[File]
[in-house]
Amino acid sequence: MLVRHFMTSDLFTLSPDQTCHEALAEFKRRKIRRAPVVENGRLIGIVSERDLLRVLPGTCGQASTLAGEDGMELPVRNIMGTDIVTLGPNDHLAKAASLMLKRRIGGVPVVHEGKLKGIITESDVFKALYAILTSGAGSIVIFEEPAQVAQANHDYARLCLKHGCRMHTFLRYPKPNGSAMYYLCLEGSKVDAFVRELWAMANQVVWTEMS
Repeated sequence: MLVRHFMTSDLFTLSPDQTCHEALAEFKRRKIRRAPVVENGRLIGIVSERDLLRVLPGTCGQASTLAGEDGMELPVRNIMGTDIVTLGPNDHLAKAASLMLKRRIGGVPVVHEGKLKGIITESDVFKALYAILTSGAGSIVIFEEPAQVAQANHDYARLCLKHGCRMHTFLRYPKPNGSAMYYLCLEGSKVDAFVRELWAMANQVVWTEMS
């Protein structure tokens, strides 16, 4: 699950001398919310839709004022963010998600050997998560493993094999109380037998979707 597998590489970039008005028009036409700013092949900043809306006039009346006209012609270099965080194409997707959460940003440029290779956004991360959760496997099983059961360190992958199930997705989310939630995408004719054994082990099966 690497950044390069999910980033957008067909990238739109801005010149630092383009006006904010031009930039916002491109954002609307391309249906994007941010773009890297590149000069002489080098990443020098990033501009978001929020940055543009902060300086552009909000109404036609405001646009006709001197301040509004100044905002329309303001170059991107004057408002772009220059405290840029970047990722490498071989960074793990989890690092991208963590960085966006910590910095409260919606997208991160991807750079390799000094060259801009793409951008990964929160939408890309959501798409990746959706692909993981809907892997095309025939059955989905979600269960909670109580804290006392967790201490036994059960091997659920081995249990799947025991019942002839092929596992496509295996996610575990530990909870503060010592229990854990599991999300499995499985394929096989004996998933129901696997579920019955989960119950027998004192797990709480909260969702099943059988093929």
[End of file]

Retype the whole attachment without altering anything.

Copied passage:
[in-house]
Amino acid sequence: MLVRHFMTSDLFTLSPDQTCHEALAEFKRRKIRRAPVVENGRLIGIVSERDLLRVLPGTCGQASTLAGEDGMELPVRNIMGTDIVTLGPNDHLAKAASLMLKRRIGGVPVVHEGKLKGIITESDVFKALYAILTSGAGSIVIFEEPAQVAQANHDYARLCLKHGCRMHTFLRYPKPNGSAMYYLCLEGSKVDAFVRELWAMANQVVWTEMS
Repeated sequence: MLVRHFMTSDLFTLSPDQTCHEALAEFKRRKIRRAPVVENGRLIGIVSERDLLRVLPGTCGQASTLAGEDGMELPVRNIMGTDIVTLGPNDHLAKAASLMLKRRIGGVPVVHEGKLKGIITESDVFKALYAILTSGAGSIVIFEEPAQVAQANHDYARLCLKHGCRMHTFLRYPKPNGSAMYYLCLEGSKVDAFVRELWAMANQVVWTEMS
């Protein structure tokens, strides 16, 4: 699950001398919310839709004022963010998600050997998560493993094999109380037998979707 597998590489970039008005028009036409700013092949900043809306006039009346006209012609270099965080194409997707959460940003440029290779956004991360959760496997099983059961360190992958199930997705989310939630995408004719054994082990099966 690497950044390069999910980033957008067909990238739109801005010149630092383009006006904010031009930039916002491109954002609307391309249906994007941010773009890297590149000069002489080098990443020098990033501009978001929020940055543009902060300086552009909000109404036609405001646009006709001197301040509004100044905002329309303001170059991107004057408002772009220059405290840029970047990722490498071989960074793990989890690092991208963590960085966006910590910095409260919606997208991160991807750079390799000094060259801009793409951008990964929160939408890309959501798409990746959706692909993981809907892997095309025939059955989905979600269960909670109580804290006392967790201490036994059960091997659920081995249990799947025991019942002839092929596992496509295996996610575990530990909870503060010592229990854990599991999300499995499985394929096989004996998933129901696997579920019955989960119950027998004192797990709480909260969702099943059988093929």